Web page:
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^You shouldn't be surprised.  We all know its hood and mostly abandoned.  I'd be more shocked if it were 50,000 today.


"You don't just walk into a bar and mix it up by calling a girl fat" - buildingcincinnati speaking about new forumers

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I'm more shocked that they fit 50,000 in OTR in the first place...thats a city the size of, say, Middletown in the space of a few blocks.

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Erie Street Market not alone in its struggle to stay afloat

Article published March 20, 2006

By TOM TROY

BLADE STAFF WRITER

 

Practically every city in Ohio has a seasonal farmers market.  After all, at a minimum they require little more than a gravel lot to park a truck in.  An enclosed, year-round public market is another subject, as Toledo has found out after nearly 10 years of trying to turn the Erie Street Market into a success.

 

Although two independently run businesses in the market, Libbey Glass Factory Outlet and Superior Antique Mall, are thriving, the two bays that have been managed by the city or its nonprofit contractor, CitiFest Inc., have continued to struggle.  As of today, the food bay of the market has been shut down.  The remaining 11 independent vendors were told two weeks ago to clear out their stands for a two-month renovation.

 

Of the vendors, one was a wine business, two were food servers, and one sold barbecue.  The rest sold products such as gifts, computers, jewelry, and liquidated items.  The market ran its own meat and deli counter.  The vendors will get to reapply, but managers have said the emphasis will be on fresh food and grocery items, not flea market-style vending.

 

FULL ARTICLE: http://www.toledoblade.com/apps/pbcs.dll/article?AID=/20060320/NEWS16/603200316/-1/NEWS

 

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From the 5/11/06 Toledo Blade:

 

 

Erie Street Market revamp will go beyond May 27

 

Repairs and renovations at the Erie Street Market will take several weeks longer than expected, the facility’s management said yesterday.

 

Vendors vacated the city of Toledo-owned market operated by CitiFest on March 20 so it could be cleaned, painted, have new lighting installed, and upgrade interior and exterior facades. It was to reopen May 27.

 

But Peter Kepler, the market’s new general manager, said renovation crews ran into additional mechanical issues, primarily with the central-city facility’s ventilation and air conditioning systems. Bottom line: The May 27 date won’t hold.

 

But beyond that, Mr. Kepler said he could not commit to a solid date. “It will be a matter of weeks, not months. It’s definitely not indefinite.”

 

http://www.toledoblade.com/apps/pbcs.dll/article?AID=/20060511/NEWS16/60511013/-1/NEWS

 

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From the 5/19/06 Toledo Blade:

 

Erie Street Market will keep food bay shut until late July

 

The food bay of the Erie Street Market won't reopen until late July at the earliest, the chairman of the market's management group said yesterday following a meeting with Toledo City Council. 

 

Larry Boyer, chairman of the board of CitiFest Inc., said the board is waiting for a major cleanup and upgrade of the market to be completed to show off the market to prospective tenants.  He and new market manager Peter Kepler said a "vendor fair" for potential tenants will be held sometime in June.  "We want to open with a splash," he said.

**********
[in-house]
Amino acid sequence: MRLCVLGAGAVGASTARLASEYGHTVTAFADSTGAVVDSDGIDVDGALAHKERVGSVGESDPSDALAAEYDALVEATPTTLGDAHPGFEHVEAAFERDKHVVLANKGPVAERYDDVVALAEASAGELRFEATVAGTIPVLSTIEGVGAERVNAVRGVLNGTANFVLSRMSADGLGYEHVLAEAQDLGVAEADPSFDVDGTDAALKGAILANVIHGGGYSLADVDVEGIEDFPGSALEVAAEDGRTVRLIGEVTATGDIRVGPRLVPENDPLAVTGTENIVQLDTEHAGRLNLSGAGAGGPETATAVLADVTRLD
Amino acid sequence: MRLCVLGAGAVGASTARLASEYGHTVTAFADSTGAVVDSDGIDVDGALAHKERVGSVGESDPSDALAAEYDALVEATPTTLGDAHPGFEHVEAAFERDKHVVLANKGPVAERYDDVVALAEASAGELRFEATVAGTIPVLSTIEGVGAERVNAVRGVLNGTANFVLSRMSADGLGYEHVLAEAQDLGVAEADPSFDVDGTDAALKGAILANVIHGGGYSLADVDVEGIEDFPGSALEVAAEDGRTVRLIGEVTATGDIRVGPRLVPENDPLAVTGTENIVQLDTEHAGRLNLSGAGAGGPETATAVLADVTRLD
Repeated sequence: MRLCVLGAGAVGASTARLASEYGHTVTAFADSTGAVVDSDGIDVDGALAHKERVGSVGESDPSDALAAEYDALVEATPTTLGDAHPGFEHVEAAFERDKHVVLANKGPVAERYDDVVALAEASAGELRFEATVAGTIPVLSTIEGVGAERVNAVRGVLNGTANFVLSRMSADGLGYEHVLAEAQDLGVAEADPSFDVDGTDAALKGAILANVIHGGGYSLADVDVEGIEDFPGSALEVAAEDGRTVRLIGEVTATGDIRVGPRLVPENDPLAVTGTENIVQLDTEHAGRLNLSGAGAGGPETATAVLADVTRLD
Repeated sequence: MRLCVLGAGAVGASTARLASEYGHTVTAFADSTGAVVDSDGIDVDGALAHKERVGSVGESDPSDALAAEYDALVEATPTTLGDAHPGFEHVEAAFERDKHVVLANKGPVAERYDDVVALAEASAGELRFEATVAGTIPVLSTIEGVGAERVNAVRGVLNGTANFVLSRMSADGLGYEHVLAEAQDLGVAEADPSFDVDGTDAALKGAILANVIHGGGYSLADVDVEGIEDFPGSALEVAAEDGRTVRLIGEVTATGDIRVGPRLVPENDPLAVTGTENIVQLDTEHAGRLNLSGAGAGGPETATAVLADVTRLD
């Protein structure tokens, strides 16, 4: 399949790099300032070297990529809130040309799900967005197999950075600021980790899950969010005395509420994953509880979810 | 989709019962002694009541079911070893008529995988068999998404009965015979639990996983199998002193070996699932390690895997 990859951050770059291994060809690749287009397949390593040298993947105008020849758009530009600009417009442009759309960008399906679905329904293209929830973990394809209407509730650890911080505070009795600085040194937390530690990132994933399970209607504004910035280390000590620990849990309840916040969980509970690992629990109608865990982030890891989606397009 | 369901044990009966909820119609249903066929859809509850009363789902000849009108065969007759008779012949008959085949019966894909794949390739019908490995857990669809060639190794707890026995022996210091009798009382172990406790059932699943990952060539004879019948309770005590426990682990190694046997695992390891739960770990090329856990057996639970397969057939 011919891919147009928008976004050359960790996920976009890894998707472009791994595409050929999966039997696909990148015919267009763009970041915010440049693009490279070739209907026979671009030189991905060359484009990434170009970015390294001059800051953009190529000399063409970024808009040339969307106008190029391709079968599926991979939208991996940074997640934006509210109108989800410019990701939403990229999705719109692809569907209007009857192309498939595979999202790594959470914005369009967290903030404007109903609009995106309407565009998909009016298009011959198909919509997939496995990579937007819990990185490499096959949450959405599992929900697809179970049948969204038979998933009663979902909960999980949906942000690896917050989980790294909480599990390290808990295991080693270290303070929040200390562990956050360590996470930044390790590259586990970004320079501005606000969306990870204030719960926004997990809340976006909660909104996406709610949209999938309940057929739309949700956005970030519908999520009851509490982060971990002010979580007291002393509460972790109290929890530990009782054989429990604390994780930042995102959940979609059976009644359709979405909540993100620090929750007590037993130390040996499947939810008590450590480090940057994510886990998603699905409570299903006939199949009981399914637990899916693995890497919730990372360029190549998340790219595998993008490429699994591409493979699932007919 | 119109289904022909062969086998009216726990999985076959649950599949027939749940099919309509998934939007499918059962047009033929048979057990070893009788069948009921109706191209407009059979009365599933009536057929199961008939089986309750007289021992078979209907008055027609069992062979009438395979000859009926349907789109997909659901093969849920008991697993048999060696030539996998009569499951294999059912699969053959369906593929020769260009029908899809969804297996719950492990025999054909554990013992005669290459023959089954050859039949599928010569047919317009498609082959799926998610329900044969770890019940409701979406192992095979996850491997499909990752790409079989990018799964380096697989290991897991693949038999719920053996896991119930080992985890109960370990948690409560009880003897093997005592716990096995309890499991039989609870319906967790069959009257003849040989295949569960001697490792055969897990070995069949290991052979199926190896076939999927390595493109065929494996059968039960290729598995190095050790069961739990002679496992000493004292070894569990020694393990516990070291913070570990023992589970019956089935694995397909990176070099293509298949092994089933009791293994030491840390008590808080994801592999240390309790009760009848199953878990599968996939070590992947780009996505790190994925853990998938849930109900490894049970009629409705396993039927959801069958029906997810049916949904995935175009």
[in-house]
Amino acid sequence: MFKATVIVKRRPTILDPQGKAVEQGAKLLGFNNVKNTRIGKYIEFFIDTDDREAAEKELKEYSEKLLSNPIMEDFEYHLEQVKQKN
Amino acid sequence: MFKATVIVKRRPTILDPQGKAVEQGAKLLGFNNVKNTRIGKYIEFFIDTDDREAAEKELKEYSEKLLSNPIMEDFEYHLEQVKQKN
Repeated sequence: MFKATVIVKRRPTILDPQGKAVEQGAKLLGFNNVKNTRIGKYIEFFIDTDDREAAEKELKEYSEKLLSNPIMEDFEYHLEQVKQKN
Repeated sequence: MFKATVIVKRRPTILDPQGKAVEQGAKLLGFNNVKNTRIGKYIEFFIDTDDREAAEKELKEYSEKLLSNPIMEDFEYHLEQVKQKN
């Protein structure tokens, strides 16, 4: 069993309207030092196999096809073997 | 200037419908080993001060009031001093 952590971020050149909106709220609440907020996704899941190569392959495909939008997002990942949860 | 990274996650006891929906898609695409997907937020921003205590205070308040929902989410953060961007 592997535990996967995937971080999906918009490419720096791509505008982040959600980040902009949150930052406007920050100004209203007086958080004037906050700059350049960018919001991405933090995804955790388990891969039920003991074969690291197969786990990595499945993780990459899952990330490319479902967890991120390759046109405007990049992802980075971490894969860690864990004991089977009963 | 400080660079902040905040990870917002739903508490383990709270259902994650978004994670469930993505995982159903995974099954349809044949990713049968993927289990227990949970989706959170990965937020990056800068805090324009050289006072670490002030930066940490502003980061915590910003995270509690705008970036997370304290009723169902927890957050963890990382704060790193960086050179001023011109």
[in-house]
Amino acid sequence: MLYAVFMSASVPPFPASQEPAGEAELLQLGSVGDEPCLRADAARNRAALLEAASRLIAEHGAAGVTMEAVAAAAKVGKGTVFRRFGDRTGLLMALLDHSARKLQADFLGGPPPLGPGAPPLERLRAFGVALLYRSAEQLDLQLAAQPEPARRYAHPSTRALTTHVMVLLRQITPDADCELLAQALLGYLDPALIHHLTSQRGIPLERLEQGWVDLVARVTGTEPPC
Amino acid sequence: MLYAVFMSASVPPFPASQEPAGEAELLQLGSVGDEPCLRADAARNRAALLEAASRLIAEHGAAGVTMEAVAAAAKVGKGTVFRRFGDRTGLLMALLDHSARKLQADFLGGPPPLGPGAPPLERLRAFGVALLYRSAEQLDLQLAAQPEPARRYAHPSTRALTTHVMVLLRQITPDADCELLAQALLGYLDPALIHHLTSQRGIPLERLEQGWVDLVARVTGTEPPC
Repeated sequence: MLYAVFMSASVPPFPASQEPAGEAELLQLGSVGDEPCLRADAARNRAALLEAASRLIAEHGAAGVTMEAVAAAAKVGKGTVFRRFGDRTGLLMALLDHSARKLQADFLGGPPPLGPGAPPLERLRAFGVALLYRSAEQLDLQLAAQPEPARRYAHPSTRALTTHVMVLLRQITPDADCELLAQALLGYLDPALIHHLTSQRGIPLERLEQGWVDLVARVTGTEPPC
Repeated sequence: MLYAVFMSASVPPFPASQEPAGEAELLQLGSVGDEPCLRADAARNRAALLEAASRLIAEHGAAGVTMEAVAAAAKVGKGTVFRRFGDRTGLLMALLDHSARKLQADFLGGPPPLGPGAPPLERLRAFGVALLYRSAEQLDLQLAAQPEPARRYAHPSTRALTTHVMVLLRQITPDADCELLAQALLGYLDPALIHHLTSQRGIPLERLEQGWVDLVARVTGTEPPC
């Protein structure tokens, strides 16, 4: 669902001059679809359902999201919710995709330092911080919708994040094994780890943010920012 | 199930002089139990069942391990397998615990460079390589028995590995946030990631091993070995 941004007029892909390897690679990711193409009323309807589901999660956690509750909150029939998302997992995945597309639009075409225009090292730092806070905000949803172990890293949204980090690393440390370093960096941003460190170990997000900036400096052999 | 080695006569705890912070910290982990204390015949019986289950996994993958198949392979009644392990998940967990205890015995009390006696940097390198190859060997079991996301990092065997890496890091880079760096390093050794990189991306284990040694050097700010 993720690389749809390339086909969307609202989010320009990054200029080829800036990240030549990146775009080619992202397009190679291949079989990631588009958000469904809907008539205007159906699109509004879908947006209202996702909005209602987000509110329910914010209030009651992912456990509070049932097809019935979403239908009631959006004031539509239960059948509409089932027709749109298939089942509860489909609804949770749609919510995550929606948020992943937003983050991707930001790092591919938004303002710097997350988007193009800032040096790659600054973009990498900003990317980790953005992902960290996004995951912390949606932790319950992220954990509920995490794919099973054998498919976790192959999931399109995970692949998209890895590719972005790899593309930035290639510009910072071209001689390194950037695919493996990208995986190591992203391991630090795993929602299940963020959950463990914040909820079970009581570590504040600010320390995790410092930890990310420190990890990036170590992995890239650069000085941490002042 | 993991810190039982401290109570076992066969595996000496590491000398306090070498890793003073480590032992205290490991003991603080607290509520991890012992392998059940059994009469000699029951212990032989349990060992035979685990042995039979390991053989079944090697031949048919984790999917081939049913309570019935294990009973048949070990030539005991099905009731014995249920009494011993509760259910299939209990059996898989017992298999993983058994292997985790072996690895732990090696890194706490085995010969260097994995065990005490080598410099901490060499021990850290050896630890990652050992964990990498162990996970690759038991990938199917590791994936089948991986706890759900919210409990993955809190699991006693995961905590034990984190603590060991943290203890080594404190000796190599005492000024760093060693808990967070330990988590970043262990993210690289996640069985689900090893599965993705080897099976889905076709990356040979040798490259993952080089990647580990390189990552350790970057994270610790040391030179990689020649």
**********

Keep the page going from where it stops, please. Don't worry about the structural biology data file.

Mr. Boyer and other officials of the city-owned public market on South Erie Street in the Warehouse District testified yesterday in front of City Council's budget and finance committee.  The committee was holding a hearing on a proposed $150,000 subsidy for the market, which could be voted on Tuesday by the full council.

 

FULL ARTICLE: http://www.toledoblade.com/apps/pbcs.dll/article?AID=/20060519/NEWS16/605190363/-1/NEWS

 

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From the 8/25/06 Toledo Blade:

 

PHOTO: Jewelry designer Duane Fisher, working on a ring, says he isn't sure where he will move his shop after the Superior Antiques Mall departs.  ( THE BLADE/LORI KING )

 

PHOTO: Colette Crosby views dinnerware at one of the mall's dealer spaces. The antiques mall has been a part of the city-owned Erie Street Market in the Warehouse District since 1996.

 

Antiques mall to exit Erie Street Market

Move to the suburbs blamed on inaction

By TOM TROY

BLADE STAFF WRITER

 

A mainstay of the Erie Street Market - Superior Antiques Mall - is moving to the suburbs because of stalled activity at the city-owned market in the Warehouse District, the store's owner said. 

 

Jamie Thompson, who bought the antiques market 15 months ago, blamed what he said were unfulfilled promises from the Erie Street Market management as his reason for exercising an early-out option from his lease.  But he also enthused about the advantages of his new site, the former Globe Furniture store at Airport Highway and Holland-Sylvania Road, which is visible from I-475.

 

Mayor Carty Finkbeiner expressed disappointment, but he promised the space would be filled.  Superior Antiques opened in 1996, one of the first tenants of the remodeled city market at 237 South Erie Street.

 

FULL ARTICLE: http://www.toledoblade.com/apps/pbcs.dll/article?AID=/20060825/NEWS16/608250430/-1/NEWS

 

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Erie Street Market head turns in his resignation

River East Corp. chief will be interim director

Article published August 26, 2006

By TOM TROY

BLADE STAFF WRITER

 

The Erie Street Market manager's revolving door revolved again yesterday, with manager Peter Kepler stepping out and Don Monroe stepping in on an interim basis. 

 

The leadership change occurred after longtime tenant Superior Antiques Mall stunned city officials by announcing it would move from the city-owned market to Holland.  Mr. Monroe, the director of River East Economic Revitalization Corp. and special projects manager of the Marina District, has negotiated tenant leases for the market before - including the antiques mall, he said.